And thinking about accessing care, support differs little among those with private insurance (6.5) versus those with government insurance (6.2). This also supports the hypothesis that interaction with a health care system is better than no interaction at all.
The gender and age gap is also a strong determinant of support for the law. When asked how they would like to change the law, 88% of men said repeal the law while only 41% of women answered as such. Among age groups, results show older Americans are much more in favor of repealing the law than their younger counterparts. With lower premiums, low out-of-pocket costs, low prescription costs and good health, it is no surprise that the younger generation is the only group not to support repeal, especially compared to those over 50, who have the highest premiums and out-of-pockets, and have the most health issues.
Questions surrounding affordability are also important to the current public discussion about our health insurance system. While affordability is a priority among all respondents, there is no specific cost identified as most important to address to make insurance more affordable. When asked what affordability means to them, they responded fairly evenly. Sixty-seven percent (67%) responded that lower out-of-pocket health care costs were important, while 70% responded lower prescription costs were and 73% said lower insurance premiums.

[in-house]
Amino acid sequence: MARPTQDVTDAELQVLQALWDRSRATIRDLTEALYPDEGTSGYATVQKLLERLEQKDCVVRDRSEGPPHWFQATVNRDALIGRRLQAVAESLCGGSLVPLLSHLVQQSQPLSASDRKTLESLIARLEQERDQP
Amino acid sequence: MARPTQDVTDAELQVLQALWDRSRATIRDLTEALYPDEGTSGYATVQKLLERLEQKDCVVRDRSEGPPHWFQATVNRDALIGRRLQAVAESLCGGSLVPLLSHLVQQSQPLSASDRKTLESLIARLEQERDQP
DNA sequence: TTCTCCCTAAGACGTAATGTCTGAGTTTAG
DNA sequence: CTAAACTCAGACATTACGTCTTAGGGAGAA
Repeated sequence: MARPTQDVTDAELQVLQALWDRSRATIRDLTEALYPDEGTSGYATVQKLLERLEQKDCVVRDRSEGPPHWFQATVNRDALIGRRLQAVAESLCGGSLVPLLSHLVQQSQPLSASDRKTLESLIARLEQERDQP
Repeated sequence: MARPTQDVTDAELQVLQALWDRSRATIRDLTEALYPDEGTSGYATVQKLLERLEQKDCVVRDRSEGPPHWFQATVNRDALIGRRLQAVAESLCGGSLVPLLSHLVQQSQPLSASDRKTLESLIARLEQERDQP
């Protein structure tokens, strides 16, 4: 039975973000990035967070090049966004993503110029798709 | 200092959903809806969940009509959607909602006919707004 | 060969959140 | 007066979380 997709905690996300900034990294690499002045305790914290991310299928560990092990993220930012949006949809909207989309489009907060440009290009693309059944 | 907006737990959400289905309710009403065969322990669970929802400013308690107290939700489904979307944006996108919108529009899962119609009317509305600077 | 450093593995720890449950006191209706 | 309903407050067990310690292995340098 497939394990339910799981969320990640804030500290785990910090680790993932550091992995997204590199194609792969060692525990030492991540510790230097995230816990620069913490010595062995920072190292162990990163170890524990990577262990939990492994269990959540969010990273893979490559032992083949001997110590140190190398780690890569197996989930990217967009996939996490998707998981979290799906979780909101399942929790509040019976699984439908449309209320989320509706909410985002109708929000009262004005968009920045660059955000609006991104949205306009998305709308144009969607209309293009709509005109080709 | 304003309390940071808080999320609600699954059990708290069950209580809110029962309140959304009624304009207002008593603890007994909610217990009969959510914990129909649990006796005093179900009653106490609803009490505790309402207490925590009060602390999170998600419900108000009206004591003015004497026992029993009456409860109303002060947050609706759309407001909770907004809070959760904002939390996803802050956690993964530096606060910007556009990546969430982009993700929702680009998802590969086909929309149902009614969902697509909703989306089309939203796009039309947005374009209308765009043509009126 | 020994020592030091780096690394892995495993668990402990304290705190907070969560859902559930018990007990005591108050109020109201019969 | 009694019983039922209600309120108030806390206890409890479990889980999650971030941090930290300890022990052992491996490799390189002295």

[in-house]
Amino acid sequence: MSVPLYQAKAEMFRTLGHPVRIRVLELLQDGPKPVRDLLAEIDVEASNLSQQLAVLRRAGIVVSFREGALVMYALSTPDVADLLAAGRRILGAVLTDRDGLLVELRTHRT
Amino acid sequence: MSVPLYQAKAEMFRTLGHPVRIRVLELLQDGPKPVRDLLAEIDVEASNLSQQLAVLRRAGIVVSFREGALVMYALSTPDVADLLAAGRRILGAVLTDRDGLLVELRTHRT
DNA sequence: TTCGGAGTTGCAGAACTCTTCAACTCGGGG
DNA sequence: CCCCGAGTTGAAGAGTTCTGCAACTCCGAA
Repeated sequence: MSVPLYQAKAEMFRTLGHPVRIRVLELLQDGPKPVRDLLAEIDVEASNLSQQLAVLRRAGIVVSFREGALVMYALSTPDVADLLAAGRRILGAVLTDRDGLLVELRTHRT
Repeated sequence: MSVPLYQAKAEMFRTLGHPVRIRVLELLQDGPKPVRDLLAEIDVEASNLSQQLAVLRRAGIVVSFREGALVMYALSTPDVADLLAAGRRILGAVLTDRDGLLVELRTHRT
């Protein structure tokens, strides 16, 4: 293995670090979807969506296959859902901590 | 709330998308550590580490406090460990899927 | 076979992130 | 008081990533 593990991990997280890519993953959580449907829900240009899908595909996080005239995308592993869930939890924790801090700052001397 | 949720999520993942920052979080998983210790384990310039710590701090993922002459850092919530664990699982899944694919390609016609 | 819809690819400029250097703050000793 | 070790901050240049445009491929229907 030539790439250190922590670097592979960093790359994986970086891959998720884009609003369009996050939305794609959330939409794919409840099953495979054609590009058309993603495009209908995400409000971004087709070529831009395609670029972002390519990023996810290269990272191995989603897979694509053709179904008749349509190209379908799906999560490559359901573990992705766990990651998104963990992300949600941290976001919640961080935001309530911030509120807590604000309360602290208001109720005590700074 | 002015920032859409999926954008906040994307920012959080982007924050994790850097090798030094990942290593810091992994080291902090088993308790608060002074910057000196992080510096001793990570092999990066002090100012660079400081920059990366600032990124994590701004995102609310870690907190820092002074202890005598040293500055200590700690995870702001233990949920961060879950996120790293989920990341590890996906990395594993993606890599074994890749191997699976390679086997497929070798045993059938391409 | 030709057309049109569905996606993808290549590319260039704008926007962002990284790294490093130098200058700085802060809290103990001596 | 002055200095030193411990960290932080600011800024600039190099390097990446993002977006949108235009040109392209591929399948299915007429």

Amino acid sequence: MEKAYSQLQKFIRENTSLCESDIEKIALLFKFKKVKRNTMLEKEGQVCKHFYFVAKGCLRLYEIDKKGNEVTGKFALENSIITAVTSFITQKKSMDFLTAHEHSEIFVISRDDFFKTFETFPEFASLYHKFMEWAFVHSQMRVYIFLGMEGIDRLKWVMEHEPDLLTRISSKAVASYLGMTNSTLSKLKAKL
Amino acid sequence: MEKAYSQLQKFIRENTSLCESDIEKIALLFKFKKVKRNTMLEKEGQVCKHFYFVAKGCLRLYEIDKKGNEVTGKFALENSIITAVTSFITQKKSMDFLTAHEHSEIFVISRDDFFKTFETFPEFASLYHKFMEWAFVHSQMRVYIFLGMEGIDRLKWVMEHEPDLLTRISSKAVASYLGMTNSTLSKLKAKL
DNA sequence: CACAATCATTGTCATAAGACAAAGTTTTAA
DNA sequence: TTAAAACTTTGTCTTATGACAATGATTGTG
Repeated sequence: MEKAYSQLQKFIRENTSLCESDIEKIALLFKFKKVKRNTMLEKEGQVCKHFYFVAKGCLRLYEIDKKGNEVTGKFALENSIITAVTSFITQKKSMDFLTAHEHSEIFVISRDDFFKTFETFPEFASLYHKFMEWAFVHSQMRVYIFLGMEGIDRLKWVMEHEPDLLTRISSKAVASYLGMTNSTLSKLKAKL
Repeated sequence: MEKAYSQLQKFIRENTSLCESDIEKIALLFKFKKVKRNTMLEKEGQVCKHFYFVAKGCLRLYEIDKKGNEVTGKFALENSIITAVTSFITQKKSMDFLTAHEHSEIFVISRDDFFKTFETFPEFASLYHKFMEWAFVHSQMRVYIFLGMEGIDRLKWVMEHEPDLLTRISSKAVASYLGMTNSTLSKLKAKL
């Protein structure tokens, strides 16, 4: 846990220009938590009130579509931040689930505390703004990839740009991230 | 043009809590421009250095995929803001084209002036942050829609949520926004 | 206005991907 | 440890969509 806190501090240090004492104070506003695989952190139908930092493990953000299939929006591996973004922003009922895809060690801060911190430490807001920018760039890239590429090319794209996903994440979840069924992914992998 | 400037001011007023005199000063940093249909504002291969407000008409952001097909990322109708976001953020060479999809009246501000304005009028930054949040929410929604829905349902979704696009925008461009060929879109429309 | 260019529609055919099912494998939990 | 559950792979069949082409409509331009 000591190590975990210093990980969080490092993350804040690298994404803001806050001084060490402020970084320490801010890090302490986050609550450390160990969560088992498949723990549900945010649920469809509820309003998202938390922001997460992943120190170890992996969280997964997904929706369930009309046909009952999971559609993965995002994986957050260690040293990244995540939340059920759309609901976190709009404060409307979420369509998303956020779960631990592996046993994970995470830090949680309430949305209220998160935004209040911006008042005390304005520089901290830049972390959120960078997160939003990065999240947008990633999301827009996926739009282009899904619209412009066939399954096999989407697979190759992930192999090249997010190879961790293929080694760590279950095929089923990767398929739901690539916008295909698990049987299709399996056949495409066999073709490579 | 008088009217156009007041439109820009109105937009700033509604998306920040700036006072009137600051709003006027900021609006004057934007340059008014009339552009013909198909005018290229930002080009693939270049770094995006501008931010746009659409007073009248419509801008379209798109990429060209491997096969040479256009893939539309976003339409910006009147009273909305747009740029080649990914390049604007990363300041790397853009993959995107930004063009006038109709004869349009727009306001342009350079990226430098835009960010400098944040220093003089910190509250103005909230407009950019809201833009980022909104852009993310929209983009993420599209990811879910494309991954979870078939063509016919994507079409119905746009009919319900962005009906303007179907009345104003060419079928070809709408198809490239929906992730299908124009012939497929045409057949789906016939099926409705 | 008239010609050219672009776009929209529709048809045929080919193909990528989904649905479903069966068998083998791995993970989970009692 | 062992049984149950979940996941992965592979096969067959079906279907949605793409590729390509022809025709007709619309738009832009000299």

This sentiment was relatively unchanged across stakeholders. Seventy-four percent (74%) of health care providers (HCPs) responded that lower out-of-pocket health care costs were important to affordability while 60% of opinion leaders (OLs) also identified lower out-of-pocket health care costs (this differential may be due to provider's closer proximity to billing issues). On the question of lower prescription drug costs 70% of HCPs responded they were important while nearly the identical percentage of opinion leaders agreed at 71%. On the importance of insurance premiums to affordability the percentage of health care providers who agreed was 76% while 70% of opinion leaders also identified lower insurance premiums.
However, when you break down respondents according to age, a significant gap is revealed. The younger the group the less lower out-of-pocket costs are a priority. Among those 18-34 it was 38%; among the 35-49 age group it was 54%, and then it jumps considerably among older age groups. For those 50-64 it is 85% and for those Medicare eligible (65+) it is 80%.